While House feels out-of-place in a ward of mentally ill patients, it soon becomes clear that he needs just as much help as anyone there. But when he is frustrated by the care doled out by the attending Dr. Nolan, House takes it upon himself to diagnose his fellow patients in the ward, while doing everything he can to get himself out.

If you or someone you know is struggling with mental health, please contact the Crisis Text Line by texting HOME to 741741, call the National Alliance on Mental Illness helpline at 1-800-950-NAMI (6264), or visit the National Institute of Mental Health website.

2. House's Head

House gets stuck in a bus crash in the penultimate episode of Season 4, and the first part of a two-part story that concludes in what is fittingly the next and final episode on this list. In the first half, "House's Head," Dr. House gets caught in the aforementioned devastating bus accident, and suffers a concussion that gives him a bad case of retrograde amnesia — leaving him unable to recall the events immediately leading up to the crash.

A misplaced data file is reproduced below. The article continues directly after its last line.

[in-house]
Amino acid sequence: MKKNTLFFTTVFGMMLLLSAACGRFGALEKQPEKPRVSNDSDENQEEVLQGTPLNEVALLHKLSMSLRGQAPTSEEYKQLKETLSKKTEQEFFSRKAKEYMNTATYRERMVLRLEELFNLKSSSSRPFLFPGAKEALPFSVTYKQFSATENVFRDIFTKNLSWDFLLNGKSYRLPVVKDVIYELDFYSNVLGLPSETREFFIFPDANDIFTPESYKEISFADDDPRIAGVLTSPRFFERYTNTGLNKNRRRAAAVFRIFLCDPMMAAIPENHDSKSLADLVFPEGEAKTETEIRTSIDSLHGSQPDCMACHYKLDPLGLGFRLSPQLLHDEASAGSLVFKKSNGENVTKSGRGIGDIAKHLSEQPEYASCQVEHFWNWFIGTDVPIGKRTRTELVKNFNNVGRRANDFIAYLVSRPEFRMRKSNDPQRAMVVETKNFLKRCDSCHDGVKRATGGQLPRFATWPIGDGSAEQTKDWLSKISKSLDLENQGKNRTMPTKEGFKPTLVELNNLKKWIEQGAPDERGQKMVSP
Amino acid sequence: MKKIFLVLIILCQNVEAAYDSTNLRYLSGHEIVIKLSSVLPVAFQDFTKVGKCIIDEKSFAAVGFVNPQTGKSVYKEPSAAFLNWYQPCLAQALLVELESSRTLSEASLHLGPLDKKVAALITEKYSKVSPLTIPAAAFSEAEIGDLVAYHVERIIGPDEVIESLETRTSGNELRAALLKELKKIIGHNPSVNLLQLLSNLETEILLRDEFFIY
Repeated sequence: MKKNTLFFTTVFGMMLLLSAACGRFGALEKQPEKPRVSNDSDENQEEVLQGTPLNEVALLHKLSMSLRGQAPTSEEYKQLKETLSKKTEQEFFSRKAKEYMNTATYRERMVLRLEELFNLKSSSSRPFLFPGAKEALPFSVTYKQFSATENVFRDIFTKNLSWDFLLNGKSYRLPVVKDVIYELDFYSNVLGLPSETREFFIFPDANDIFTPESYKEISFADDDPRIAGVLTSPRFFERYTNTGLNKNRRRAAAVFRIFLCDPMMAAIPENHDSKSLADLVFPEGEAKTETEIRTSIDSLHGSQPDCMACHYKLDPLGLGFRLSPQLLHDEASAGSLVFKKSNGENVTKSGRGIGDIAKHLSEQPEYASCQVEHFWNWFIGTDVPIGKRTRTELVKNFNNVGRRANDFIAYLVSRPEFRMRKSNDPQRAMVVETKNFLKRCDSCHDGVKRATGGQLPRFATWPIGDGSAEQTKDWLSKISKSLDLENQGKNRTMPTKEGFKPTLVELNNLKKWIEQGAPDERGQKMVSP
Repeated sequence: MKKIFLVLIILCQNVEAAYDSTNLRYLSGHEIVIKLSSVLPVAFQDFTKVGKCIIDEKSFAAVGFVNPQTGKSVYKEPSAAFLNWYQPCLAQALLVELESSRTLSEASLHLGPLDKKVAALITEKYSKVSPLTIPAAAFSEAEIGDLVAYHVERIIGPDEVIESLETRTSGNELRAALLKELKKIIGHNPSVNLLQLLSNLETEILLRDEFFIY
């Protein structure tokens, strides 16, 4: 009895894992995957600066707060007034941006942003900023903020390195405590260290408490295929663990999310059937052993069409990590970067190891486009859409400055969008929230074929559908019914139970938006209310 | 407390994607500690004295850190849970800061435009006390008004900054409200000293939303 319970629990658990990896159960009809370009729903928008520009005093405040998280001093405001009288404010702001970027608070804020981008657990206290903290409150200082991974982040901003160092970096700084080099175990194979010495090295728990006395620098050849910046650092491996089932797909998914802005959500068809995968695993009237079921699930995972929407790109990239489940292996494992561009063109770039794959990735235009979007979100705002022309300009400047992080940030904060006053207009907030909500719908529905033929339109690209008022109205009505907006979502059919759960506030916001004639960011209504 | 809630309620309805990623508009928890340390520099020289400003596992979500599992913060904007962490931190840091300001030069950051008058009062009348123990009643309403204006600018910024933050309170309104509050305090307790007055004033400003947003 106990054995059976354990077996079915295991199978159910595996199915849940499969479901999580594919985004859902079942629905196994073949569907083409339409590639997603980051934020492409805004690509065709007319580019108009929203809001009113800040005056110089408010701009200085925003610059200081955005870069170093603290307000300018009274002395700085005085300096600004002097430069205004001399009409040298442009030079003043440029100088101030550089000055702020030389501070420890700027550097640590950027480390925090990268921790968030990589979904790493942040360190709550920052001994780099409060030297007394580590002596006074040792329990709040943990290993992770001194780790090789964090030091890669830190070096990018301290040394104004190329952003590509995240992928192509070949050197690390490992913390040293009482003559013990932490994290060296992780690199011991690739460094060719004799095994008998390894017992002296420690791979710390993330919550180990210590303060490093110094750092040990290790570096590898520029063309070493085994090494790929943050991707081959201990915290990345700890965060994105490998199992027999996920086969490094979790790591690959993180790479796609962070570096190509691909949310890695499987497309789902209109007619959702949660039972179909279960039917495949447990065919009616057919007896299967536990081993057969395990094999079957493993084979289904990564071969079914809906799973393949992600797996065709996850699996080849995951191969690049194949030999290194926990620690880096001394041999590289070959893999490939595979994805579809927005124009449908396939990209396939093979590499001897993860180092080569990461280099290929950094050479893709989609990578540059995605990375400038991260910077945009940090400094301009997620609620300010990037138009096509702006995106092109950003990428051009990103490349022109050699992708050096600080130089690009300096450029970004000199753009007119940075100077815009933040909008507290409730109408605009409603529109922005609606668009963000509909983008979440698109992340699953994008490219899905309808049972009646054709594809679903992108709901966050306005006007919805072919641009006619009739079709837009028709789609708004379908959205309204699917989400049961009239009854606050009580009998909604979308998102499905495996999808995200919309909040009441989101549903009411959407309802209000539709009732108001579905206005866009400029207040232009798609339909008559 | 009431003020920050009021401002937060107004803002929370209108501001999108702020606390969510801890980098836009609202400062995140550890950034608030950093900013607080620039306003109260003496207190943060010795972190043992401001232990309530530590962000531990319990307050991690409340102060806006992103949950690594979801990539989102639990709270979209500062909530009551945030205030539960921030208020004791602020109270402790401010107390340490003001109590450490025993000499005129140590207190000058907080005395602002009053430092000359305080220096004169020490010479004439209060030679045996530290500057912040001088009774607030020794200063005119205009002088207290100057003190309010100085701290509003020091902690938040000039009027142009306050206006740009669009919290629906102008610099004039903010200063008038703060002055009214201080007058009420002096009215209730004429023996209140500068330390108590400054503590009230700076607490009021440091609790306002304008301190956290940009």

But as he begins to recover, and his memories start to come back to him, he is convinced that someone involved in the incident was in the middle of a medical crisis before the crash and needs his help. And it may be just be a matter of life and death. 

1. Wilson's Heart

"Wilson's Heart" concludes the story begin in "House's Head." Dr. House is recovering from his retrograde amnesia, a result of a bus crash. Wilson's girlfriend Amber, meanwhile, is in critical condition, and getting worse seemingly by the second. House is convinced that if he can force his memories to resurface, he'll find the needed bit of information that will help him save her life. 

As he begins to piece together his slowly resurfacing memories, he makes a shocking discovery about events just before the crash that could destroy his relationship with Wilson forever. Tormented with guilt over something he can't remember, House puts his own life in danger to save Amber from something that may have been his fault.